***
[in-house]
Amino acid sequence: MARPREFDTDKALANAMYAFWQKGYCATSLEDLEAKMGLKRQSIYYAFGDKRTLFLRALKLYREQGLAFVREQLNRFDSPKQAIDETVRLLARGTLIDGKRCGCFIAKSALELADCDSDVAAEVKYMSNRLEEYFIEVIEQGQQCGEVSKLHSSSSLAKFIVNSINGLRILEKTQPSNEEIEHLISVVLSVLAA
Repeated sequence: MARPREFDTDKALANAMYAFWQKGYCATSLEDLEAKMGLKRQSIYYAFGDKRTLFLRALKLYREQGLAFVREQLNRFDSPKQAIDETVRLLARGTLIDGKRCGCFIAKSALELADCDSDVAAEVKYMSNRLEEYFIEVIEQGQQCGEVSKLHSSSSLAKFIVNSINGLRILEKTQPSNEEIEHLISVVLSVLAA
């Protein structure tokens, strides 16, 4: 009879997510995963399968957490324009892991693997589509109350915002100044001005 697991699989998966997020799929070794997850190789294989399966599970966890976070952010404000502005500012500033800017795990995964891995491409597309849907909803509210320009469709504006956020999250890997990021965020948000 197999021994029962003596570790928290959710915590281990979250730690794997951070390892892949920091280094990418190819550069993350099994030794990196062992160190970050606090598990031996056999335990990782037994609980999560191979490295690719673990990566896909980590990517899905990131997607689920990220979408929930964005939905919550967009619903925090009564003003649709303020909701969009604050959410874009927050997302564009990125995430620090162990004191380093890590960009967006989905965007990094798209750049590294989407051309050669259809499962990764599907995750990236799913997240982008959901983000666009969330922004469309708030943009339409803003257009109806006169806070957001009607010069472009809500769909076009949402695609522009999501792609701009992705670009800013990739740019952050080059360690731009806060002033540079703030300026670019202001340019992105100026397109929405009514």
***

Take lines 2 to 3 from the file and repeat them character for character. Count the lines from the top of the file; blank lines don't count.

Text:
Amino acid sequence: MARPREFDTDKALANAMYAFWQKGYCATSLEDLEAKMGLKRQSIYYAFGDKRTLFLRALKLYREQGLAFVREQLNRFDSPKQAIDETVRLLARGTLIDGKRCGCFIAKSALELADCDSDVAAEVKYMSNRLEEYFIEVIEQGQQCGEVSKLHSSSSLAKFIVNSINGLRILEKTQPSNEEIEHLISVVLSVLAA
Repeated sequence: MARPREFDTDKALANAMYAFWQKGYCATSLEDLEAKMGLKRQSIYYAFGDKRTLFLRALKLYREQGLAFVREQLNRFDSPKQAIDETVRLLARGTLIDGKRCGCFIAKSALELADCDSDVAAEVKYMSNRLEEYFIEVIEQGQQCGEVSKLHSSSSLAKFIVNSINGLRILEKTQPSNEEIEHLISVVLSVLAA